It is important to understand that genetic tendency may not necessarily result in TS; instead, it may express itself as a milder tic disorder or as obsessive-compulsive behaviors. It is also possible that children who inherit the gene abnormality will not develop any TS symptoms.
Genetic studies also suggest that some forms of ADHD and OCD are genetically related to TS, but there is less evidence for a genetic relationship between TS and other neurobehavioral problems that commonly co-occur with TS.
Gender also plays an important role in TS gene expression. At-risk males are more likely to have tics and at-risk females are more likely to have obsessive-compulsive symptoms.
Genetic counseling of people with TS should include a full review of all potentially hereditary conditions in the family.
How is Tourette syndrome diagnosed and treated?
Diagnosing TS. To diagnose TS, a doctor will ask if you have:
Common tics are often diagnosed by a primary care provider, pediatrician, or mental healthcare specialist. Atypical symptoms (different from classical symptoms) or atypical presentations (for example, symptoms that begin in adulthood) may require additional expertise for diagnosis.
There are no blood, laboratory, or imaging tests needed for diagnosis. In rare cases, neuroimaging studies, such as magnetic resonance imaging (MRI) or computerized tomography (CT), electroencephalogram (EEG) studies, or certain blood tests may be used to rule out other conditions that might be confused with TS.
It may take some time to receive a formal diagnosis of TS. Families and physicians unfamiliar with the disorder might think mild and even moderate tic symptoms may be insignificant, a part of a developmental phase, or the result of another condition. For example, some parents may think that eye blinking is related to vision problems or that sniffing is related to seasonal allergies.
Treating TS. Currently, there is no cure for TS but treatments are available to help manage some symptoms.
If tic symptoms are mild and do not cause impairment, you may not need treatment. If symptoms interfere with daily functioning, there are effective medications and other treatments. Some medications may have or cause side effects and should be carefully managed by your physician or healthcare provider.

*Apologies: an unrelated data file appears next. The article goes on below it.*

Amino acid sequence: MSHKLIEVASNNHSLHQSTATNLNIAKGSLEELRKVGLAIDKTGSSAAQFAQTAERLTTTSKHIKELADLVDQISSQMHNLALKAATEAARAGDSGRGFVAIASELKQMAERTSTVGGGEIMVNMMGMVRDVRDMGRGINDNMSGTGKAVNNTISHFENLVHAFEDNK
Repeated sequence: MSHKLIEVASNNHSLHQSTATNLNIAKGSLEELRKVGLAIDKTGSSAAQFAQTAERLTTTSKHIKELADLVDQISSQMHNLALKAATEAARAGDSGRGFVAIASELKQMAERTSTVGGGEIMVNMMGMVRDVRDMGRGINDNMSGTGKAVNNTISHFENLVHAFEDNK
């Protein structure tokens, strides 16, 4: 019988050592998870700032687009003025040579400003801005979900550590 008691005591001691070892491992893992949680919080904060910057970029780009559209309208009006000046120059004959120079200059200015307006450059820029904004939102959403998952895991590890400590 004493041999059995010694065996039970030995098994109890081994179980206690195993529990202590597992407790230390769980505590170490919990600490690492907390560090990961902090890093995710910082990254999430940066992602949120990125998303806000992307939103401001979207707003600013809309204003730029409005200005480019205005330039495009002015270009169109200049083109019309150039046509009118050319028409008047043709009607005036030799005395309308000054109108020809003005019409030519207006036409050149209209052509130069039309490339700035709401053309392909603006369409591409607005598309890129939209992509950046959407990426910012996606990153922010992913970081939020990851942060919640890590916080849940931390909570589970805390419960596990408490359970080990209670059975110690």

Unfortunately, there is no one medication that is helpful to all people with TS, nor does any medication completely eliminate symptoms.
Other therapies and treatments can include:
What are the latest updates on Tourette syndrome?
The National Institute of Neurological Disorders and Stroke (NINDS) and other components of the National Institutes of Health (NIH)—such as the National Institute of Mental Health, the Eunice Kennedy Shriver National Institute of Child Health and Human Development, the National Institute on Drug Abuse, and the National Institute on Deafness and Other Communication Disorders—support research relevant to TS, either at NIH laboratories or through grants to major research institutions across the country.
Another component of the Department of Health and Human Services, the Centers for Disease Control and Prevention (CDC), funds professional education programs as well as TS research.
Knowledge about TS comes from studies across numerous medical and scientific disciplines, including genetics, neuroimaging, neuropathology, clinical trials (medication and non-medication), epidemiology, neurophysiology, neuroimmunology, and descriptive/diagnostic clinical science.
You may find more information about research on TS by using NIH RePORTER, a searchable database of current and past research projects supported by NIH and other federal agencies. RePORTER also includes links to publications and resources from these projects.
How can I or my loved one help improve care for people with Tourette syndrome?
Consider participating in a clinical trial so clinicians and scientists can learn more about TS. Clinical research uses human volunteers to help researchers learn more about a disorder and perhaps find better ways to safely detect, treat, or prevent disease.
All types of volunteers are needed—those who are healthy or may have an illness or disease—of all different ages, sexes, races, and ethnicities to ensure that study results apply to as many people as possible, and that treatments will be safe and effective for everyone who will use them.
For information about participating in clinical research visit NIH Clinical Research Trials and You. Learn about clinical trials currently looking for people with TS at Clinicaltrials.gov, a searchable database of current and past federal and private clinical trials.
Where can I find more information about Tourette syndrome?
Information may be available from the following resources:
Child Neurology Foundation
Tourette Association of America
Content source: https://www.ninds.nih.gov/health-information/disorders/tourette-syndrome Accessed July 17, 2023.